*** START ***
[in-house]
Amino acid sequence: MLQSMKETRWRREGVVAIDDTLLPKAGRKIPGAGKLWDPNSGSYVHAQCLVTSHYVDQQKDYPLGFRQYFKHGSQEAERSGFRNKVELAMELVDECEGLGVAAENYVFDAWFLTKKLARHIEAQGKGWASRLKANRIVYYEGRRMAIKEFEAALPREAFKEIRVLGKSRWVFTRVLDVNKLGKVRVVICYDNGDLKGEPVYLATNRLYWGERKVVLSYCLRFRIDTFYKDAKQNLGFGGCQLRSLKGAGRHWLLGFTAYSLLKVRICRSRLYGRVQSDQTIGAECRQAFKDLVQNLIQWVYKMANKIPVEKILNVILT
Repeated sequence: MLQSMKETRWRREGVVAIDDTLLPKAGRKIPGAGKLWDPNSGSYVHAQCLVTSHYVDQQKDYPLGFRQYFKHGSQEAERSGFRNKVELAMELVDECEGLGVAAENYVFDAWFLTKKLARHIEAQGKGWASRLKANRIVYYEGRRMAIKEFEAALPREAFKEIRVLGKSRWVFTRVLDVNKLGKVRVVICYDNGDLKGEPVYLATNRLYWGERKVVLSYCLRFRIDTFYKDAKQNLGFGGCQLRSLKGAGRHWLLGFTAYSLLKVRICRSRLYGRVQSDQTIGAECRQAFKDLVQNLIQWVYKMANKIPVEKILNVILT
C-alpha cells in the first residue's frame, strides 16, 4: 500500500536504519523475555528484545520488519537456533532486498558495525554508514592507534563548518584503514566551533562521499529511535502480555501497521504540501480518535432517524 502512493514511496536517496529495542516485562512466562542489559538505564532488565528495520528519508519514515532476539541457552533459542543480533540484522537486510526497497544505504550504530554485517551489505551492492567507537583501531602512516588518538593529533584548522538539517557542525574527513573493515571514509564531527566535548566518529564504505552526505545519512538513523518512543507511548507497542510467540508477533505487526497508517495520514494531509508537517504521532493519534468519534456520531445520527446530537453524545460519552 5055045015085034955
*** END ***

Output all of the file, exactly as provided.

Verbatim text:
[in-house]
Amino acid sequence: MLQSMKETRWRREGVVAIDDTLLPKAGRKIPGAGKLWDPNSGSYVHAQCLVTSHYVDQQKDYPLGFRQYFKHGSQEAERSGFRNKVELAMELVDECEGLGVAAENYVFDAWFLTKKLARHIEAQGKGWASRLKANRIVYYEGRRMAIKEFEAALPREAFKEIRVLGKSRWVFTRVLDVNKLGKVRVVICYDNGDLKGEPVYLATNRLYWGERKVVLSYCLRFRIDTFYKDAKQNLGFGGCQLRSLKGAGRHWLLGFTAYSLLKVRICRSRLYGRVQSDQTIGAECRQAFKDLVQNLIQWVYKMANKIPVEKILNVILT
Repeated sequence: MLQSMKETRWRREGVVAIDDTLLPKAGRKIPGAGKLWDPNSGSYVHAQCLVTSHYVDQQKDYPLGFRQYFKHGSQEAERSGFRNKVELAMELVDECEGLGVAAENYVFDAWFLTKKLARHIEAQGKGWASRLKANRIVYYEGRRMAIKEFEAALPREAFKEIRVLGKSRWVFTRVLDVNKLGKVRVVICYDNGDLKGEPVYLATNRLYWGERKVVLSYCLRFRIDTFYKDAKQNLGFGGCQLRSLKGAGRHWLLGFTAYSLLKVRICRSRLYGRVQSDQTIGAECRQAFKDLVQNLIQWVYKMANKIPVEKILNVILT
C-alpha cells in the first residue's frame, strides 16, 4: 500500500536504519523475555528484545520488519537456533532486498558495525554508514592507534563548518584503514566551533562521499529511535502480555501497521504540501480518535432517524 502512493514511496536517496529495542516485562512466562542489559538505564532488565528495520528519508519514515532476539541457552533459542543480533540484522537486510526497497544505504550504530554485517551489505551492492567507537583501531602512516588518538593529533584548522538539517557542525574527513573493515571514509564531527566535548566518529564504505552526505545519512538513523518512543507511548507497542510467540508477533505487526497508517495520514494531509508537517504521532493519534468519534456520531445520527446530537453524545460519552 5055045015085034955